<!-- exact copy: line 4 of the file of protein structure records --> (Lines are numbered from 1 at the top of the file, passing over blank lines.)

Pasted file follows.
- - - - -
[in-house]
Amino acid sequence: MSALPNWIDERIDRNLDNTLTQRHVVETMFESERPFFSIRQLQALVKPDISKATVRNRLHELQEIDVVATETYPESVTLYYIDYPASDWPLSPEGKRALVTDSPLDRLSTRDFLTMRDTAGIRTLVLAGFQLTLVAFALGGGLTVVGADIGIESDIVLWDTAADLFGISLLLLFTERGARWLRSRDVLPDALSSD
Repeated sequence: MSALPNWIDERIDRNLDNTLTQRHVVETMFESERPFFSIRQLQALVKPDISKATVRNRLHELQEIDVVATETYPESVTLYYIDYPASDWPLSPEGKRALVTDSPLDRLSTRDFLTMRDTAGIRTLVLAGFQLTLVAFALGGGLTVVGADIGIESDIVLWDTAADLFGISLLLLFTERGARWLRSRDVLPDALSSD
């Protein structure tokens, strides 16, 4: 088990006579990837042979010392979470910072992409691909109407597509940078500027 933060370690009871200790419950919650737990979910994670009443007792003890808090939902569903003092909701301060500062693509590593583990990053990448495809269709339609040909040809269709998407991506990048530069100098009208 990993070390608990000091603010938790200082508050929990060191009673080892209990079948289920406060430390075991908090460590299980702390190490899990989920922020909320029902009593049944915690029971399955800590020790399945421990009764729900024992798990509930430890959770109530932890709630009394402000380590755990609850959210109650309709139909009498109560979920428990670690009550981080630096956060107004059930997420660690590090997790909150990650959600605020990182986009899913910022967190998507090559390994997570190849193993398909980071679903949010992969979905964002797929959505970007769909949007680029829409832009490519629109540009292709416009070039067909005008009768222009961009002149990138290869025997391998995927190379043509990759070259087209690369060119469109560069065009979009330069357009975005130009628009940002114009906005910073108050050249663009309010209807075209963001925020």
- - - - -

């Protein structure tokens, strides 16, 4: 088990006579990837042979010392979470910072992409691909109407597509940078500027 933060370690009871200790419950919650737990979910994670009443007792003890808090939902569903003092909701301060500062693509590593583990990053990448495809269709339609040909040809269709998407991506990048530069100098009208 990993070390608990000091603010938790200082508050929990060191009673080892209990079948289920406060430390075991908090460590299980702390190490899990989920922020909320029902009593049944915690029971399955800590020790399945421990009764729900024992798990509930430890959770109530932890709630009394402000380590755990609850959210109650309709139909009498109560979920428990670690009550981080630096956060107004059930997420660690590090997790909150990650959600605020990182986009899913910022967190998507090559390994997570190849193993398909980071679903949010992969979905964002797929959505970007769909949007680029829409832009490519629109540009292709416009070039067909005008009768222009961009002149990138290869025997391998995927190379043509990759070259087209690369060119469109560069065009979009330069357009975005130009628009940002114009906005910073108050050249663009309010209807075209963001925020």